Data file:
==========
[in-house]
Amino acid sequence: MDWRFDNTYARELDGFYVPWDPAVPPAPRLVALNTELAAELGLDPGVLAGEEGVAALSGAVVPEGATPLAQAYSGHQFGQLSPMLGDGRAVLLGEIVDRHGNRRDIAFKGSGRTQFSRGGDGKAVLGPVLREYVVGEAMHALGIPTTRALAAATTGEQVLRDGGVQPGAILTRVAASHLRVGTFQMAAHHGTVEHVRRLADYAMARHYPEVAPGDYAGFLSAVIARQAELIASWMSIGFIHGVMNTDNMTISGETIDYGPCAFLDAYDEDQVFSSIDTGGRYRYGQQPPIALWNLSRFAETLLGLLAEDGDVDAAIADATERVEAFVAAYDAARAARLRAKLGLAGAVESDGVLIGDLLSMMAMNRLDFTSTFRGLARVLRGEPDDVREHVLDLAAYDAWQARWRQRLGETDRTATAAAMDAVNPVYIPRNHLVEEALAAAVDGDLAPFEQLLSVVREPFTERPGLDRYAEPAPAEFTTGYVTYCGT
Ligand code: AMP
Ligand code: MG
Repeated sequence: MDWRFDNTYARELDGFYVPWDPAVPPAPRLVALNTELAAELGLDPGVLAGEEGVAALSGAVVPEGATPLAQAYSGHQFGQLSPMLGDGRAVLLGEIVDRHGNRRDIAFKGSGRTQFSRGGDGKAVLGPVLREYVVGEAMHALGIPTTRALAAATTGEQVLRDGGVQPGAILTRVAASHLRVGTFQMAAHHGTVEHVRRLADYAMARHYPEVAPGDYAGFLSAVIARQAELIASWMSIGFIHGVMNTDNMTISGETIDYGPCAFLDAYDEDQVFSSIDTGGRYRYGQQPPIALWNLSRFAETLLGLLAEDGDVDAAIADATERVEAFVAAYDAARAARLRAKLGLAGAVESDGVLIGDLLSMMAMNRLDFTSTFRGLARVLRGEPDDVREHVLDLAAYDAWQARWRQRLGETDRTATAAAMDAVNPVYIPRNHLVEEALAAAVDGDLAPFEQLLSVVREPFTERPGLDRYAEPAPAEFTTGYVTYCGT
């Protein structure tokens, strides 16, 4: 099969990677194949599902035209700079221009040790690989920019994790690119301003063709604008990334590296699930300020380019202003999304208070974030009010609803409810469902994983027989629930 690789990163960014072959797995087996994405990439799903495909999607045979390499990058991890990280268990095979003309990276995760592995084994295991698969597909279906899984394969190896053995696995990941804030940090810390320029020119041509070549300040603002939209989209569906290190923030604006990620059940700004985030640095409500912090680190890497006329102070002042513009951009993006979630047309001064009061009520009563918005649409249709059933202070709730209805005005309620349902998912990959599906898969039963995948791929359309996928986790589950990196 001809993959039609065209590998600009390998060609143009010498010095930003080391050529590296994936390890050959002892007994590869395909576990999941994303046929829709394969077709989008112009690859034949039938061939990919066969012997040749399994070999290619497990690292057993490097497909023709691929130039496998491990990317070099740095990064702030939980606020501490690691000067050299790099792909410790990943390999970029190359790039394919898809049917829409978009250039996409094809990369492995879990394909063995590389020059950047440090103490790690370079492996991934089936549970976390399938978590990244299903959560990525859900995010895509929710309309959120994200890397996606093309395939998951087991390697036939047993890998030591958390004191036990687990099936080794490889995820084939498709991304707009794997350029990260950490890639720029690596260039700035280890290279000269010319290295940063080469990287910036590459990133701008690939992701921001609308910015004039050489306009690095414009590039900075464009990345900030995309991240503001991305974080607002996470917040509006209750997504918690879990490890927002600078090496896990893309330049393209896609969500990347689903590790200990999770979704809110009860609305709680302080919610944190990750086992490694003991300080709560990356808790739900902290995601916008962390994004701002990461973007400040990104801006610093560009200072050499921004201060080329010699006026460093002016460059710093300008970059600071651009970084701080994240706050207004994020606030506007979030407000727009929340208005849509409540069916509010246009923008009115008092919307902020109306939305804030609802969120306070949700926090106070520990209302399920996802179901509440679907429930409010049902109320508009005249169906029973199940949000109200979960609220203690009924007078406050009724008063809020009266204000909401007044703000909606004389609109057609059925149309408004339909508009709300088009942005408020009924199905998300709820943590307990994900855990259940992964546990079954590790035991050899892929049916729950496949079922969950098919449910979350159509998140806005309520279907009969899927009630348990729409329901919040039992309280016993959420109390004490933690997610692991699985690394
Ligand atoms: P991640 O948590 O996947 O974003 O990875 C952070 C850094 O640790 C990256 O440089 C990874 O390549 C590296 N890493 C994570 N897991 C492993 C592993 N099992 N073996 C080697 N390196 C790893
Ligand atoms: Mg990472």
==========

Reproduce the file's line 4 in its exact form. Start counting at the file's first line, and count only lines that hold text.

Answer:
Ligand code: MG